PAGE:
Tuesday, June 27, 2017

173. The Death of Ivan Ilyich

The Death of Ivan Ilyich
Leo Tolstoy
1886
Around 100 pages












After A Woman's Life, we were clearly in need of something a bit more cheerful.  Enter The Death of Ivan Ilyich.

Ivan Ilyich lives a completely ordinary life as a magistrate, providing for his demanding wife, equally awful daughter, and son.  One day, he is putting up curtains and falls (this is why my apartment does not have curtains; it has nothing to do with laziness), resulting in some sort of terminal malady.  As Ivan is dying, he realizes his whole life has been a waste.

In fiction, death is often romanticized.  People get to die for the people they love, it's always sudden, and they often get to have amazing last words.  In real life, of course, it is nothing like that.  Tolstoy gives us an unflinching look at the agony and horror of real death.

As Tolstoy illustrates, death is senseless, drawn out, horrific...and I found myself saying, so what?  It's not like anything is going to actually prepare us for it when it happens to us.  I suppose Tolstoy is trying to impart some sort of wisdom: don't waste your life, etc.  This is pretty vague and in any case, I don't really subscribe to Tolstoy's advice.  Tolstoy as a writer I love.  Tolstoy as a philosopher?  Not so much.

Anyway, it's a short read and obviously well written.  But it is overrated in my opinion.

RATING: ***--

Interesting Facts:

Tolstoy tried to commit suicide at the age of 50 but was unsuccessful.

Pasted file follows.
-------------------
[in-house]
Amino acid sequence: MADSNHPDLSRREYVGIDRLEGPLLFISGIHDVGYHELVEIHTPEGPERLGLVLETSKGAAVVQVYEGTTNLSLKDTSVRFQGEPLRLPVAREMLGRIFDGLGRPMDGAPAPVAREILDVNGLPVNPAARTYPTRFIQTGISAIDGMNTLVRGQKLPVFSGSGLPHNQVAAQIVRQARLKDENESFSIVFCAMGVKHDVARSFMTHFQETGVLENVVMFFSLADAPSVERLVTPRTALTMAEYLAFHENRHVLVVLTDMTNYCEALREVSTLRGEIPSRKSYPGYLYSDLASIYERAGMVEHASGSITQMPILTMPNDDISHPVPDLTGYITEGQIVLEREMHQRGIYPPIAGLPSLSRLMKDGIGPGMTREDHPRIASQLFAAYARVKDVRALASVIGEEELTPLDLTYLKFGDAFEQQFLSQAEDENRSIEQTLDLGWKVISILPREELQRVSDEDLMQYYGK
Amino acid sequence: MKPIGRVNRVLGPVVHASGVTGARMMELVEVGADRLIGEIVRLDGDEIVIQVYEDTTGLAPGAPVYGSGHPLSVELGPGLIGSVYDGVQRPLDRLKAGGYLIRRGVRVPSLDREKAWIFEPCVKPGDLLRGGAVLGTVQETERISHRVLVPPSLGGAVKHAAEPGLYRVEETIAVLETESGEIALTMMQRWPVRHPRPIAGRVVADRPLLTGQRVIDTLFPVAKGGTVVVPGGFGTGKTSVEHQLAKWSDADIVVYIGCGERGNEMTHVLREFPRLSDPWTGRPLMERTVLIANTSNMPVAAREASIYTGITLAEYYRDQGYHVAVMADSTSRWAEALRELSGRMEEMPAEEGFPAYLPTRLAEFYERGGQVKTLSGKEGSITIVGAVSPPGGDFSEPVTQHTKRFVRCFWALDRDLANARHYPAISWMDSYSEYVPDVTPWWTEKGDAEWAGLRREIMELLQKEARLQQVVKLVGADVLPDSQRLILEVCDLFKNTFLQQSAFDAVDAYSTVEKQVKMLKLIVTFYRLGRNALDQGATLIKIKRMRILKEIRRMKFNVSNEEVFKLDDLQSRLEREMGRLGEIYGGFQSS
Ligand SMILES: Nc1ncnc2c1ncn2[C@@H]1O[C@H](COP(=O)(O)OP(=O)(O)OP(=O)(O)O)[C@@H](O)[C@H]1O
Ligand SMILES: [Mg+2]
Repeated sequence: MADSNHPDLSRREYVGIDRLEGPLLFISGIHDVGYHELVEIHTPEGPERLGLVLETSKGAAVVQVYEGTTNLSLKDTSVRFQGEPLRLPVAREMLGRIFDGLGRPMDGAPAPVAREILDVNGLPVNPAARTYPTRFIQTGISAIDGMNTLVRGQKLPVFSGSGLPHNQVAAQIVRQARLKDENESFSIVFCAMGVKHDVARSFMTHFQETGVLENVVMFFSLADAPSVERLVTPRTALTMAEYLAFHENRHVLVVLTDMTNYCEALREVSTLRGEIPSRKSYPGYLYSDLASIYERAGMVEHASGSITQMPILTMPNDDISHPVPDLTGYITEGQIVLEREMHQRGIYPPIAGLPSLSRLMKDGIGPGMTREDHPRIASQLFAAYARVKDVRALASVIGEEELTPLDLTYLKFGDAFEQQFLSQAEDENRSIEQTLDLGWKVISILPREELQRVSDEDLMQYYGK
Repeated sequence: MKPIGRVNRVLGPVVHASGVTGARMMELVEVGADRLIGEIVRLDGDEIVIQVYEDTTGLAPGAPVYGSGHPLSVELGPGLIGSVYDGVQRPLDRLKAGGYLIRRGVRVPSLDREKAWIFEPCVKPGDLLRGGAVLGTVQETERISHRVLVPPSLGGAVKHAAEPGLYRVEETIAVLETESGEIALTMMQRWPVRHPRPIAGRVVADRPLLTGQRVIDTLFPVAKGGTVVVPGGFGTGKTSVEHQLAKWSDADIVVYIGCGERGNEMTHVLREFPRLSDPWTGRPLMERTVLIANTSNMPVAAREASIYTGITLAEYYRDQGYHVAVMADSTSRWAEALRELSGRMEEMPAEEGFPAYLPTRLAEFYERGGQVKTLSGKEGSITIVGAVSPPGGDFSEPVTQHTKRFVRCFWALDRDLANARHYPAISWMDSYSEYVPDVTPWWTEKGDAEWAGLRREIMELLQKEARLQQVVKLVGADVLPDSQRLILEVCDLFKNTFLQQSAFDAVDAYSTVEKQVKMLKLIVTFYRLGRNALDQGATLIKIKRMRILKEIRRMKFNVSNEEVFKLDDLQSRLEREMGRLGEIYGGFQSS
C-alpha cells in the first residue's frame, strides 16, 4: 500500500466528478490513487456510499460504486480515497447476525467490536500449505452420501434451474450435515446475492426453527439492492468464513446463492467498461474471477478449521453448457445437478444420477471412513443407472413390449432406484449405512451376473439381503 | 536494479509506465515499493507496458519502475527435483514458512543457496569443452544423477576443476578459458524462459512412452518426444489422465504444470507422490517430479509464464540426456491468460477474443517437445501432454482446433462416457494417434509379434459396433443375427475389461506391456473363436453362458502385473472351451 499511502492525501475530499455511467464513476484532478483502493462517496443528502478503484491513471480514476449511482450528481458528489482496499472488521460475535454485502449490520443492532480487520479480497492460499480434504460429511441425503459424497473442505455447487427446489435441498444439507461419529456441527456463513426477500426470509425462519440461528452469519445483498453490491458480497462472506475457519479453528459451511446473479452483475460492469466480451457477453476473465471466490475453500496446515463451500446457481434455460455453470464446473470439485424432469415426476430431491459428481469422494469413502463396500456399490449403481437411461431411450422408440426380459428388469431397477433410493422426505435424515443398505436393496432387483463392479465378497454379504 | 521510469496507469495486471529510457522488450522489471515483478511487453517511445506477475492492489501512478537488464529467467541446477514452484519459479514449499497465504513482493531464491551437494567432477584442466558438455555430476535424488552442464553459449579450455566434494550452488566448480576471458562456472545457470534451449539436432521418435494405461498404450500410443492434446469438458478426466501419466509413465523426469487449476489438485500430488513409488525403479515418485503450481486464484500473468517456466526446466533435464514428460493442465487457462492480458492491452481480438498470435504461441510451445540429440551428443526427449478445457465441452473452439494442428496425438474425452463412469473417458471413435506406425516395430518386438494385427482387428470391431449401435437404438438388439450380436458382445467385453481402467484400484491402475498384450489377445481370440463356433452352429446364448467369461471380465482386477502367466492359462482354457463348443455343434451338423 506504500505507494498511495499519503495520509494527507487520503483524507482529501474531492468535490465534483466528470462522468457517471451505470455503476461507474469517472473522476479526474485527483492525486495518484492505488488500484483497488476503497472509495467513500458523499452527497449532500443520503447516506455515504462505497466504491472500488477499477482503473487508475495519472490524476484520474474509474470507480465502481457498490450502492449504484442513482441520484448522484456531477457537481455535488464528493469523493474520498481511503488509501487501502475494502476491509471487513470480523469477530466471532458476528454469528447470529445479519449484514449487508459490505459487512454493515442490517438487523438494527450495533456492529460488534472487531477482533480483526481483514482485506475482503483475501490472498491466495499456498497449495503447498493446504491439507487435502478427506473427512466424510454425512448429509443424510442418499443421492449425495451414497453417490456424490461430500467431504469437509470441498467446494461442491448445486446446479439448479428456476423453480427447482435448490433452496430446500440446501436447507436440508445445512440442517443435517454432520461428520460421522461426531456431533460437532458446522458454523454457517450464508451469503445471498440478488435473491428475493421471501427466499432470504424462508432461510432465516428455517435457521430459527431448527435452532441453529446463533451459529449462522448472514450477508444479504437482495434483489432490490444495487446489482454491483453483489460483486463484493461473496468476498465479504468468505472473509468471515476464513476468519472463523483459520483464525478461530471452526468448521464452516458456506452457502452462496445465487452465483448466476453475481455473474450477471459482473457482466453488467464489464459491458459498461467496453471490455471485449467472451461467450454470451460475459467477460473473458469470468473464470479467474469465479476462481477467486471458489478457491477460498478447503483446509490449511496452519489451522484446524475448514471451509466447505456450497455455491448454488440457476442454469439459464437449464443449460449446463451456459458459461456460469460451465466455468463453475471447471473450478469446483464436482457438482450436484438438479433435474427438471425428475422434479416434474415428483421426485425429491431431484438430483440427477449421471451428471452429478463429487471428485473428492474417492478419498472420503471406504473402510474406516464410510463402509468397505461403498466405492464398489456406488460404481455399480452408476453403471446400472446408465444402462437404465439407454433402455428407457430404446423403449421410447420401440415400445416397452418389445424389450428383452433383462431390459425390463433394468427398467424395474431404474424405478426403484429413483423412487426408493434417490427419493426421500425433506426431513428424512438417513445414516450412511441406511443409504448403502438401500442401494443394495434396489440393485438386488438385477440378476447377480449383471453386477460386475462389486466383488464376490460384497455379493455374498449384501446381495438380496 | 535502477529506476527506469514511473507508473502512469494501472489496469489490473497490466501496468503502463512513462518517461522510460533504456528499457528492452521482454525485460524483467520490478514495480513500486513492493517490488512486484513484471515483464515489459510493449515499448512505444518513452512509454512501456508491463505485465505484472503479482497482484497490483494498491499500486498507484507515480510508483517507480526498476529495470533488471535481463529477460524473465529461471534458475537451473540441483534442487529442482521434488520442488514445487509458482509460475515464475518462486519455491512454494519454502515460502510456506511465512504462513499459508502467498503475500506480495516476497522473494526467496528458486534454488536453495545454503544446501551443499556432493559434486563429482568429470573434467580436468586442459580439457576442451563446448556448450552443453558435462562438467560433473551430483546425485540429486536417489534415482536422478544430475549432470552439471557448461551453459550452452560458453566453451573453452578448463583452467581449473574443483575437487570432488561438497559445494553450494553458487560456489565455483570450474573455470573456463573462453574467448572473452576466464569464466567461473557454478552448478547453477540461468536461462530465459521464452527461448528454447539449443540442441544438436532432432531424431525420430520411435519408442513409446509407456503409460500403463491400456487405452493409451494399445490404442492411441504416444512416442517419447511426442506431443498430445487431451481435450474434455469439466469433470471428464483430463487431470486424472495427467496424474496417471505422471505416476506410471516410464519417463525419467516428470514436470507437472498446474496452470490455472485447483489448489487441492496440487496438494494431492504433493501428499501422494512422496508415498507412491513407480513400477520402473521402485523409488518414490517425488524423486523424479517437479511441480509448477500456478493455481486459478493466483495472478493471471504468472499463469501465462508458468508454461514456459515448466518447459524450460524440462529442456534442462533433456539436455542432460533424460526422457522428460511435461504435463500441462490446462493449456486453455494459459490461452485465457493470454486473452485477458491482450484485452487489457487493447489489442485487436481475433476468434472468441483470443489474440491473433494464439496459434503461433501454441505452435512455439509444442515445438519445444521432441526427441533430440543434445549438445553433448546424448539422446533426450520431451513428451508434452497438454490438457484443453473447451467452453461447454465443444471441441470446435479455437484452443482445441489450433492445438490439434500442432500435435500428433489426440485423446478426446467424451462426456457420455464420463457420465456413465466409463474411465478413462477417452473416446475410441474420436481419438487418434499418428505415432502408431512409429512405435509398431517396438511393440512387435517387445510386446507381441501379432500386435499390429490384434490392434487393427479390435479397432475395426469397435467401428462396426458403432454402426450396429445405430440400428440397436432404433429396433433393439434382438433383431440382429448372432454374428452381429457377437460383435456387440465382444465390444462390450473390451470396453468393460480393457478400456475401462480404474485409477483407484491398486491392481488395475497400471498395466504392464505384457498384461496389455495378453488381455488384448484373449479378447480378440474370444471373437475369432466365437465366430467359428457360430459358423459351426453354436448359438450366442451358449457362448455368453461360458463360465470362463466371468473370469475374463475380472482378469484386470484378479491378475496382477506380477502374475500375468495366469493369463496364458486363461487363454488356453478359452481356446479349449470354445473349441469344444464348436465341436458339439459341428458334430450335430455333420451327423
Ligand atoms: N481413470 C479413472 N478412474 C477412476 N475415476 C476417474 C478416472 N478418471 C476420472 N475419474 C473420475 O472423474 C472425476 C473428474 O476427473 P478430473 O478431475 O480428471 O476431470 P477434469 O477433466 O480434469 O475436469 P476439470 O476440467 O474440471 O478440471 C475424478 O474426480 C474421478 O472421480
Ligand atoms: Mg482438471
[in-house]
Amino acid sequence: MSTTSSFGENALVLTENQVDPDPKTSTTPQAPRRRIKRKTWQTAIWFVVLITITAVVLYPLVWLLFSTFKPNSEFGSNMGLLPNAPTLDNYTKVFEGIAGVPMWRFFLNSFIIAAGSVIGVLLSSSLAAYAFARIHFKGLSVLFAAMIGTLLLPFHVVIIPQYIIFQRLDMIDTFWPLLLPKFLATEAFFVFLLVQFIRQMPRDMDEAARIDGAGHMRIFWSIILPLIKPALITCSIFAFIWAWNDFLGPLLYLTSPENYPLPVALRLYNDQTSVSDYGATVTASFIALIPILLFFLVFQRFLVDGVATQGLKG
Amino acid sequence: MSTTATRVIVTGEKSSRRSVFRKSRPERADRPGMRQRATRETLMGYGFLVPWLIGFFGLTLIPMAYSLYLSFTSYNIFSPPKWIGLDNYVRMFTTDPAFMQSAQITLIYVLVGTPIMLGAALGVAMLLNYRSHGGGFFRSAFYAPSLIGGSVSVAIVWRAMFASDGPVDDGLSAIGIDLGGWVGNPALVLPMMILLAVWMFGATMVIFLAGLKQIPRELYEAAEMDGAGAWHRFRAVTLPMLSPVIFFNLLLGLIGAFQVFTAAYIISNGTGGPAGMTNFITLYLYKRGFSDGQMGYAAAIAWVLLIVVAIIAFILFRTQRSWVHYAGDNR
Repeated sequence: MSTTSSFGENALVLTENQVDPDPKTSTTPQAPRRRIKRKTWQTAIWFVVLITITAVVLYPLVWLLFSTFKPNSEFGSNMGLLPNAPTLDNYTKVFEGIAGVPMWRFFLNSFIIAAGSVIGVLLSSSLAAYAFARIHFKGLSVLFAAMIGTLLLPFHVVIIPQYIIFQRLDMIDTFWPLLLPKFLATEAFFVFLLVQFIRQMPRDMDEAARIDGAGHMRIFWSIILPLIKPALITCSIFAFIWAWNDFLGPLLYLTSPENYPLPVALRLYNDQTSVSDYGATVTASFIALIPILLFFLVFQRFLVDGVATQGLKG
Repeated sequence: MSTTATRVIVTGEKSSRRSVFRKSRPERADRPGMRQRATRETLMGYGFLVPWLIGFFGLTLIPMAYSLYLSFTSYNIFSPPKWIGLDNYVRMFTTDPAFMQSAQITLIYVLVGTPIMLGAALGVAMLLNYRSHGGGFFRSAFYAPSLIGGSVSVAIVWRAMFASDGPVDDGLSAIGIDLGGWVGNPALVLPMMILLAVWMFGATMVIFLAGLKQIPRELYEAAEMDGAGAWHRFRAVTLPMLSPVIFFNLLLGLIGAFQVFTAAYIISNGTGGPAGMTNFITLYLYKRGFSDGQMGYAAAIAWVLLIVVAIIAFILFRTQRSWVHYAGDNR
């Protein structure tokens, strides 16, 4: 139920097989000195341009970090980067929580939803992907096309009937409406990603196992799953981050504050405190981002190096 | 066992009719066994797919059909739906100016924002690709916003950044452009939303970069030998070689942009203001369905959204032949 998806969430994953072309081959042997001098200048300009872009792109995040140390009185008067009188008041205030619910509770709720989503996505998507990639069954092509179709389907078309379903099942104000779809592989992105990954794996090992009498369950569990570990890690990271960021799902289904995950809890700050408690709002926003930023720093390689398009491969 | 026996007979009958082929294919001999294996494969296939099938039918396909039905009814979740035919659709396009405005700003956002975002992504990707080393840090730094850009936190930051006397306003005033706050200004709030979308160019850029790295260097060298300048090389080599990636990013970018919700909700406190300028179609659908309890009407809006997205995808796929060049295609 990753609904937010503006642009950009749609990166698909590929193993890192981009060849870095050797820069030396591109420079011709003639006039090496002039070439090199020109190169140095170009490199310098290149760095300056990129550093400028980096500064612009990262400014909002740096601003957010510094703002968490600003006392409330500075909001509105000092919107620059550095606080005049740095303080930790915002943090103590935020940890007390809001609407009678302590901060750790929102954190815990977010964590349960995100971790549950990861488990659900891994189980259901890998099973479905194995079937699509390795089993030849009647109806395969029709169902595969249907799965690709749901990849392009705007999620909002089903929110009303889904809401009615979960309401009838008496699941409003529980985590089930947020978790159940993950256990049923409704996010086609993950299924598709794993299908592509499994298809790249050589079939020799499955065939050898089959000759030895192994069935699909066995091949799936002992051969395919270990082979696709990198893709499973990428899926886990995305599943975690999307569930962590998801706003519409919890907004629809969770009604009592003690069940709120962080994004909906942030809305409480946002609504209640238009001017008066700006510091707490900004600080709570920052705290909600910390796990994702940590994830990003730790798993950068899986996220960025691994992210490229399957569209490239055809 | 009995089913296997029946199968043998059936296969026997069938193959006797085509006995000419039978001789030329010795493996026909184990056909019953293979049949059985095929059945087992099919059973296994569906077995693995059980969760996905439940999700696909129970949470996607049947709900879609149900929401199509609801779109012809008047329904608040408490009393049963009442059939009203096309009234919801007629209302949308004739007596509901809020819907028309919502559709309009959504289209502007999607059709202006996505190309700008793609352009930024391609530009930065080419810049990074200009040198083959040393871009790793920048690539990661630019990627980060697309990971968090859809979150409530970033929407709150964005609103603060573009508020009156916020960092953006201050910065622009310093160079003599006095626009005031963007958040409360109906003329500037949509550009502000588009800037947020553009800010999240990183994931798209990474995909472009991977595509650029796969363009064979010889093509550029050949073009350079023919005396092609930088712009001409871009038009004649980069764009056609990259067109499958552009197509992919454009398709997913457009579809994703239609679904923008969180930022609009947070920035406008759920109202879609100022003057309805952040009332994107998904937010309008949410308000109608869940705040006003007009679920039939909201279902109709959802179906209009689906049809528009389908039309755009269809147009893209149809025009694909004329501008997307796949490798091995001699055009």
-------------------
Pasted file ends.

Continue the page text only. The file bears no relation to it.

UP NEXT: Against the Grain by Joris-Karl Huysmans.

Thursday, June 15, 2017

172. Une Vie

Une Vie
A Woman's Life
Guy de Maupassant
1883
Around 200 pages







I apologize for the long delay, although rest assured I was still reading.  I briefly became obsessed with the Eragon books and then I relaxed with some old favorites.  I finally picked this book up and finished it a day.

The story centers around Jeanne, an idealistic young woman who is eager to start her life after spending her formative years in a convent.  She adores her parents, and they adore her in turn, however, she dreams of falling in love and having a family of her own.  When she finally fulfills her hopes, she realizes that married life and motherhood are nothing like she thought they would be.

How many times have we seen this story before?  A woman marries someone she barely knows...and things get worse.  Off the top of my head, I can think of about ten examples from the List.  The stories are rarely boring, although they are quite depressing.  I feel like these authors are desperately trying to advise women not to trust men so much, as they see the devastating consequences in their own lives.  Well, they don't have to worry about me!  That ship sailed a long time ago.

In any case, it was a bit frustrating to read this.  I cringed at nearly every decision Jeanne made; I actually had to put the book aside for a few hours when Jeanne gave her husband her money "to look after."  At times, I wanted to shake Jeanne for her naïveté.

I guess even the smartest women can be taken in by love; just look at Bethenny Frankel (yes, I am referencing Real Housewives in a discussion about French literature).

RATING: ****-

Interesting Facts:

Leo Tolstoy said this was the best French novel since Les Miserables.

UP NEXT: The Death of Ivan Ilyich by Leo Tolstoy.  I've already read this one, so expect a review up shortly!